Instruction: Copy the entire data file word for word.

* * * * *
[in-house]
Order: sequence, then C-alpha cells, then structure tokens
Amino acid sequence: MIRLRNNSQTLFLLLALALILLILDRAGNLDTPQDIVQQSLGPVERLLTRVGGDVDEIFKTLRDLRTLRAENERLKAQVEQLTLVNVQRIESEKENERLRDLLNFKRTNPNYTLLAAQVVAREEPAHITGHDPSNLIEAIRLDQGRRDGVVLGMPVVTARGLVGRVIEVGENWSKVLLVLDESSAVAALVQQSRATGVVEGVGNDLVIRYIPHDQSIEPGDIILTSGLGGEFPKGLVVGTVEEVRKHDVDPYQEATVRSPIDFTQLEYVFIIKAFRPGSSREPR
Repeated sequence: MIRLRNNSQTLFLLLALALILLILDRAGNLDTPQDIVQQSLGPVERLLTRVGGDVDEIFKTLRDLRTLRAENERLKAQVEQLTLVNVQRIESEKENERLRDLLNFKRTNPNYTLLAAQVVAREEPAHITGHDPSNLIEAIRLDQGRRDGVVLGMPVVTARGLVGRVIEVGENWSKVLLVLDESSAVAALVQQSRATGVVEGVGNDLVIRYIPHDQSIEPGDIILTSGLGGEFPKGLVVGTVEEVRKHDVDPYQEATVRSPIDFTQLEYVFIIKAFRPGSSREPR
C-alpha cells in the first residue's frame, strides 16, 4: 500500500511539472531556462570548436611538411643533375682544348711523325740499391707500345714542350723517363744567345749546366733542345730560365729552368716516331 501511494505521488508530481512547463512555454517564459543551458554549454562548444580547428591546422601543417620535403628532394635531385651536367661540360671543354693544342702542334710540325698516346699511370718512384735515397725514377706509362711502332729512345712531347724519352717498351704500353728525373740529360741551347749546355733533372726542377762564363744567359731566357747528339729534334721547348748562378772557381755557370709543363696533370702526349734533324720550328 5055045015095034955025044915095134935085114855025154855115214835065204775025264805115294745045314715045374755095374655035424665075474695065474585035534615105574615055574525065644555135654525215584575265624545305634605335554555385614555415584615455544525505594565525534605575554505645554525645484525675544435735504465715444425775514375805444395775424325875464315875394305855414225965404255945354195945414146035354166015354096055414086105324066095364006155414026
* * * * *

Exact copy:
[in-house]
Order: sequence, then C-alpha cells, then structure tokens
Amino acid sequence: MIRLRNNSQTLFLLLALALILLILDRAGNLDTPQDIVQQSLGPVERLLTRVGGDVDEIFKTLRDLRTLRAENERLKAQVEQLTLVNVQRIESEKENERLRDLLNFKRTNPNYTLLAAQVVAREEPAHITGHDPSNLIEAIRLDQGRRDGVVLGMPVVTARGLVGRVIEVGENWSKVLLVLDESSAVAALVQQSRATGVVEGVGNDLVIRYIPHDQSIEPGDIILTSGLGGEFPKGLVVGTVEEVRKHDVDPYQEATVRSPIDFTQLEYVFIIKAFRPGSSREPR
Repeated sequence: MIRLRNNSQTLFLLLALALILLILDRAGNLDTPQDIVQQSLGPVERLLTRVGGDVDEIFKTLRDLRTLRAENERLKAQVEQLTLVNVQRIESEKENERLRDLLNFKRTNPNYTLLAAQVVAREEPAHITGHDPSNLIEAIRLDQGRRDGVVLGMPVVTARGLVGRVIEVGENWSKVLLVLDESSAVAALVQQSRATGVVEGVGNDLVIRYIPHDQSIEPGDIILTSGLGGEFPKGLVVGTVEEVRKHDVDPYQEATVRSPIDFTQLEYVFIIKAFRPGSSREPR
C-alpha cells in the first residue's frame, strides 16, 4: 500500500511539472531556462570548436611538411643533375682544348711523325740499391707500345714542350723517363744567345749546366733542345730560365729552368716516331 501511494505521488508530481512547463512555454517564459543551458554549454562548444580547428591546422601543417620535403628532394635531385651536367661540360671543354693544342702542334710540325698516346699511370718512384735515397725514377706509362711502332729512345712531347724519352717498351704500353728525373740529360741551347749546355733533372726542377762564363744567359731566357747528339729534334721547348748562378772557381755557370709543363696533370702526349734533324720550328 5055045015095034955025044915095134935085114855025154855115214835065204775025264805115294745045314715045374755095374655035424665075474695065474585035534615105574615055574525065644555135654525215584575265624545305634605335554555385614555415584615455544525505594565525534605575554505645554525645484525675544435735504465715444425775514375805444395775424325875464315875394305855414225965404255945354195945414146035354166015354096055414086105324066095364006155414026